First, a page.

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Understand the Query Execution Plan

Based on the details of your tables, the TiDB optimizer chooses the most efficient query execution plan, which consists of a series of operators. This document details the execution plan information returned by the EXPLAIN statement in TiDB.

Optimize SQL statements using EXPLAIN

The result of the EXPLAIN statement provides information about how TiDB executes SQL queries:

  • EXPLAIN works together with SELECT, DELETE, INSERT, REPLACE, and UPDATE.
  • When you run the EXPLAIN statement, TiDB returns the final physical execution plan which is optimized by the SQL statement of EXPLAIN. In other words, EXPLAIN displays the complete information about how TiDB executes the SQL statement, such as in which order, how tables are joined, and what the expression tree looks like. For more information, see EXPLAIN output format.
  • TiDB also supports EXPLAIN [options] FOR CONNECTION connection_id, but with minor differences from MySQL. See EXPLAIN FOR CONNECTION.

The results of EXPLAIN shed light on how to index the data tables so that the execution plan can use the index to speed up the execution of SQL statements. You can also use EXPLAIN to check if the optimizer chooses the optimal order to join tables.

EXPLAIN output format

Currently, the EXPLAIN statement returns the following four columns: id, count, task, operator info. Each operator in the execution plan is described by the four properties. In the results returned by EXPLAIN, each row describes an operator. See the following table for details:

Property NameDescription
idThe id of an operator, to identify the uniqueness of an operator in the entire execution plan. As of TiDB 2.1, the id includes formatting to show a tree structure of operators. The data flows from a child to its parent, and each operator has one and only one parent.
countAn estimation of the number of data items that the current operator outputs, based on the statistics and the execution logic of the operator
taskthe task that the current operator belongs to. The current execution plan contains two types of tasks: 1) the root task that runs on the TiDB server; 2) the cop task that runs concurrently on the TiKV server. The topological relations of the current execution plan in the task level is that a root task can be followed by many cop tasks. The root task uses the output of cop task as the input. The cop task executes the tasks that TiDB pushes to TiKV. Each cop task scatters in the TiKV cluster and is executed by multiple processes.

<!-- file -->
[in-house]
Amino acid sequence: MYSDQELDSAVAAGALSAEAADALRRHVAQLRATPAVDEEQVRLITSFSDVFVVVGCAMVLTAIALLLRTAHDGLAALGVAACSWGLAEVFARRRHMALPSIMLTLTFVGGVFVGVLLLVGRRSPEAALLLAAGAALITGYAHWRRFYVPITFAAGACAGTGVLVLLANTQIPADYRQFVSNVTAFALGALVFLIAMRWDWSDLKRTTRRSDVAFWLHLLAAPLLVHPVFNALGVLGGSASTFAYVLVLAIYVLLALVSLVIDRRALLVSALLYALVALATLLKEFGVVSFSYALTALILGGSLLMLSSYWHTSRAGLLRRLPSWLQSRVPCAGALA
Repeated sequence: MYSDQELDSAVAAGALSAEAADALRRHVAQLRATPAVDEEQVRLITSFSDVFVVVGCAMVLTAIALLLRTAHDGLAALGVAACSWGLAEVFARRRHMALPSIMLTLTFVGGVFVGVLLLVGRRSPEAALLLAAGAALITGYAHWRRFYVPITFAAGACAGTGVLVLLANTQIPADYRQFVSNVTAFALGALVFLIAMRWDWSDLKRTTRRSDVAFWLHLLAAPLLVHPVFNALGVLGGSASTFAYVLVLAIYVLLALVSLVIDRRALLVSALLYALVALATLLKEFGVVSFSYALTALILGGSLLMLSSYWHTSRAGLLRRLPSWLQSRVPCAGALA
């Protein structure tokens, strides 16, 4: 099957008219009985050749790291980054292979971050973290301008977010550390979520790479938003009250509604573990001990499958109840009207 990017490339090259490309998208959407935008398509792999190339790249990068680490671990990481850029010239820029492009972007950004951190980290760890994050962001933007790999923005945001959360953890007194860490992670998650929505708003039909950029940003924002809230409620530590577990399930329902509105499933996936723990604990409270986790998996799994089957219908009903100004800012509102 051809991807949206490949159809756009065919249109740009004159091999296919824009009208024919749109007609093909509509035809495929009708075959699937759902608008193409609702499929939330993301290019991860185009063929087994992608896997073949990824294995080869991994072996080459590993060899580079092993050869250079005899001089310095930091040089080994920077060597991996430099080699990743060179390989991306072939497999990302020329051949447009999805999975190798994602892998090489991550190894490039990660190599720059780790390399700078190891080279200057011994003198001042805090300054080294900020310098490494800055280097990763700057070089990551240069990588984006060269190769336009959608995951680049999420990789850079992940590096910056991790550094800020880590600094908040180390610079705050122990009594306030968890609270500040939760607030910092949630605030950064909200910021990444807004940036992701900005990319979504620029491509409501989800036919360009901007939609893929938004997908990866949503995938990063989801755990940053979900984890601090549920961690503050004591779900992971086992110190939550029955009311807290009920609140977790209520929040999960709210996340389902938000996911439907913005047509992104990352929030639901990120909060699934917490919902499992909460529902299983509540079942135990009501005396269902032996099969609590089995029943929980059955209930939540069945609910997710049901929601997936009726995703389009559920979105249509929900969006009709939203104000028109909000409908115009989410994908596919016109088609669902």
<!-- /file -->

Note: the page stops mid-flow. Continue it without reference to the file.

operator infoThe details about each operator. The information of each operator differs from others, see Operator Info.

Example usage

Using the bikeshare example database:

mysql> EXPLAIN SELECT count(*) FROM trips WHERE start_date BETWEEN '2017-07-01 00:00:00' AND '2017-07-01 23:59:59'; +--------------------------+-------------+------+------------------------------------------------------------------------------------------------------------------------+ | id | count | task | operator info | +--------------------------+-------------+------+------------------------------------------------------------------------------------------------------------------------+ | StreamAgg_20 | 1.00 | root | funcs:count(col_0) | | └─TableReader_21 | 1.00 | root | data:StreamAgg_9 | | └─StreamAgg_9 | 1.00 | cop | funcs:count(1) | | └─Selection_19 | 8166.73 | cop | ge(bikeshare.trips.start_date, 2017-07-01 00:00:00.000000), le(bikeshare.trips.start_date, 2017-07-01 23:59:59.000000) | | └─TableScan_18 | 19117643.00 | cop | table:trips, range:[-inf,+inf], keep order:false | +--------------------------+-------------+------+------------------------------------------------------------------------------------------------------------------------+ 5 rows in set (0.00 sec)